This simple four-step framework helps schools foster a learning environment using the ‘both, and’ model, nurturing both Content and Character, both a Passion for work and the Compassion for the community.
The DFC curriculum is accepted all over the world because of its flexibility and non-prescriptive nature. The most critical feature of Design for Change is that it is not only simple and practical but also open-source, accessible, adaptable, and replicable.
(see www.dfcworld.com to know more and try out DFC in your setting).
Time-tabling For Design for Change
Today, student success requires skills for collaboration, creativity, critical thinking, and problem-solving. Many schools around the world still design and implement curricula with the premise of “one-size-fits-all”, with a disproportionate emphasis on subject excellence alone.
The central tenet of this mindset is often that we are so hard-pressed for time to complete the subject content that we do not have the liberty to invest in any additional activities.
This often leads to focusing on the transmission of theoretical knowledge but misses out on the development of vital capacities like empathy and creative confidence.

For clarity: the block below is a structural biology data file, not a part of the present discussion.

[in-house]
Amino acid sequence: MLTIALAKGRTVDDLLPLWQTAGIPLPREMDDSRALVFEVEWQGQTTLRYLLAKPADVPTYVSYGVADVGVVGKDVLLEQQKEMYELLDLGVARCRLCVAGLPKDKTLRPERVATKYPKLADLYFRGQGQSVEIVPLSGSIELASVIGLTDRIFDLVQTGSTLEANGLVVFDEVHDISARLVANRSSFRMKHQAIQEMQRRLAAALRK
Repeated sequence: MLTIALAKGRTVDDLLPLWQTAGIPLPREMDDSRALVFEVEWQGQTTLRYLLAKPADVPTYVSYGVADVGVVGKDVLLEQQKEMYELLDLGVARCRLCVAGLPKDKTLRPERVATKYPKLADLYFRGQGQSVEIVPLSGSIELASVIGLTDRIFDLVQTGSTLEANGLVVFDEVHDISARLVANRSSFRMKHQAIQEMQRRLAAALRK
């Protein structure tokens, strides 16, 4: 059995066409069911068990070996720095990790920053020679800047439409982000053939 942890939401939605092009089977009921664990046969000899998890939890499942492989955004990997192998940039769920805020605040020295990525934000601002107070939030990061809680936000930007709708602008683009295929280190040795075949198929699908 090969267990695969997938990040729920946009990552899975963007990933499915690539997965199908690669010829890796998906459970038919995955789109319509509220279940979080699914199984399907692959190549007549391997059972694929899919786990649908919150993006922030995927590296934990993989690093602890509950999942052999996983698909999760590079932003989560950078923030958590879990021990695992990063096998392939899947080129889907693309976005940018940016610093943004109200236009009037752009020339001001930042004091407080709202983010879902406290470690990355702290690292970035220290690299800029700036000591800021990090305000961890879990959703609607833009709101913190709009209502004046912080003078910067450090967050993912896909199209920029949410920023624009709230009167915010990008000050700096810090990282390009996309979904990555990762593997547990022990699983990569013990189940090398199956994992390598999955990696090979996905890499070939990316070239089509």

Change happens when design thinking is perceived as desirable and almost indispensable skill-set.
By intentionally time-tabling on a weekly basis for DFC activities, our partner schools have been able to seamlessly integrate it into their mainstream curriculum.
How DFC is Impacting Children
- FIDS helps to develop much-required skills and attitudes in children, builds their social and emotional competencies, and promotes employability skills.
- DFC’s tool was evaluated by the Harvard Graduate School of Education and documents clear improvements in student empathy as well as in enhancing problem-solving abilities.
- Research conducted by The GoodWork Project has reaffirmed the impact of the DFC curriculum on the development of skills like collaboration, creative thinking & empathy.
Our future will depend on how much we believe in the power of our children today. The only thing that we have realised is that sometimes we need a little help, a little magic formula to ensure that every child can!
Thoughts to share about this article? Let us know below.
ABOUT THE AUTHOR
Kiran Bir Sethi is an Indian educationist, designer, and thinker. She founded the Riverside School in 2001 and since then has infected millions of students and educators with the ‘I CAN Mindset’ through her design thinking framework of ‘Feel-Imagine- Do- Share’ (FIDS). Learn more about the Riverside School.